COP28 Reaches Deal to Transition Away From Fossil Fuels

Representatives from nearly 200 countries agreed at the COP28 climate summit on Wednesday to begin reducing global consumption of fossil fuels.

By Inc.Arabia Staff
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The curtains closed on the 28th session of the United Nations Climate Change Conference (COP 28) with the global community striking a deal[1] to move away from fossil fuels to prevent the worst effects of climate change.

The agreement did not go as far as calling for a “phase-out” of fossil fuels as more than 100 countries, had called for.

But the deal, which required a global consensus to be passed, called for a “transition away” from fossil fuels and said it should take place “in this critical decade” – by 2030.

The deal was met by applause, and cheering from the audience, as well as relief after heated debates that were not very promising yesterday. 

An updated proposal published by the UAE earlier on Wednesday, which was agreed on after all-night discussions, called for a “transitioning away from fossil fuels in energy systems, in a just, orderly and equitable manner, accelerating action in this critical decade, so as to achieve net zero by 2050 in keeping with the science.”

Read More: What to Expect at COP28 and Who is Attending?

The president of COP28 Sultan al-Jaber praised the agreement reached by almost 200 nations on Wednesday, calling it a historic package of policies that provided a robust plan to maintain the 1.5C objective within reach.

After two weeks of intense discussions, a deal was reached in Dubai that was intended to send a strong message to investors and decision-makers that the world is now united in its desire to move away from fossil fuels, which scientists believe is the last best hope to prevent a global warming disaster.

The Saudi Arabia-led organization of oil producers, known as OPEC, strongly resisted[2] the efforts of more than 100 countries to include strong wording in the COP28 accord that would phase out the use of oil, gas, and coal, arguing that global emissions could be reduced without banning any particular fuel.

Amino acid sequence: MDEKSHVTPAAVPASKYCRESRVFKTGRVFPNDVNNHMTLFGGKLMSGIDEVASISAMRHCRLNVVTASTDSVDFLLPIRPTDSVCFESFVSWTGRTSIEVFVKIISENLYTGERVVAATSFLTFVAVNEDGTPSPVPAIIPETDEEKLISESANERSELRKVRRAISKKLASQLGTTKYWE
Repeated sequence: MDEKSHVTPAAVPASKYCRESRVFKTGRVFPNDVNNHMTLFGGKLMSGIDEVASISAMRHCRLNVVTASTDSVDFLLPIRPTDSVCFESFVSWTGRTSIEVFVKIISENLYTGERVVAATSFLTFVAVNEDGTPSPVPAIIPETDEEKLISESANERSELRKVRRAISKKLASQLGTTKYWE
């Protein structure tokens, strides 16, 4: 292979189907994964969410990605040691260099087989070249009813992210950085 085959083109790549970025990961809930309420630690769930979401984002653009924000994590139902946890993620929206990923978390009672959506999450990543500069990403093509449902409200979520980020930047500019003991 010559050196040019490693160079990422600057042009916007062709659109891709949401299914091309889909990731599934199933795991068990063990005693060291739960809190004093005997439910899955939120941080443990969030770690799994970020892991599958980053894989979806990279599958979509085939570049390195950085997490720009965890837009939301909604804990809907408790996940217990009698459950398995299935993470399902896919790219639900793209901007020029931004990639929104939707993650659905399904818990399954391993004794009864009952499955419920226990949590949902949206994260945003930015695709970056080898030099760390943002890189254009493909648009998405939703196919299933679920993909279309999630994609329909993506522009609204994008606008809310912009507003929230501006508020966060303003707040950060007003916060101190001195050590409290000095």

Along with intensifying efforts to cut coal use and developing technology like carbon capture and storage that help clean up difficult-to-decarbonize industries, the deal also calls for a tripling of renewable energy capacity worldwide by 2030.

Chairman of the World Green Economy Organization (WGEO) Saeed Mohammed Al Tayer also declared[3] that 86 countries have officially joined the Global Alliance on Green Economy (GAGE).

The Global Alliance on Green Economy was launched at the ministerial meeting during the World Green Economy Summit 2022.

It aims to foster international collaboration amidst escalating climate pressures and the increasing need for unified efforts across nations.

The stark reality of global economic policies and strategies potentially leading to a 2.8-degree Celsius temperature increase by the end of the century has fueled a renewed sense of urgency.

Delegates highlighted the imperative to align climate planning and financing with the objectives of the Paris Agreement and the United Nations 2030 Agenda for Sustainable Development.

Recognizing that addressing climate change requires a united front, COP28 witnessed a commitment to strengthening international cooperation.

Delegates emphasized the necessity of close partnerships between nations and stakeholders globally.

The conference underscored the importance of adopting new approaches and more efficient work mechanisms to ensure the success of global climate endeavors.

Attendees also stressed the need for alignment and linkage between these aspects to achieve the goals outlined in international agreements. This integrated approach is seen as critical in advancing the objectives of the Paris Agreement and the UN 2030 Agenda.

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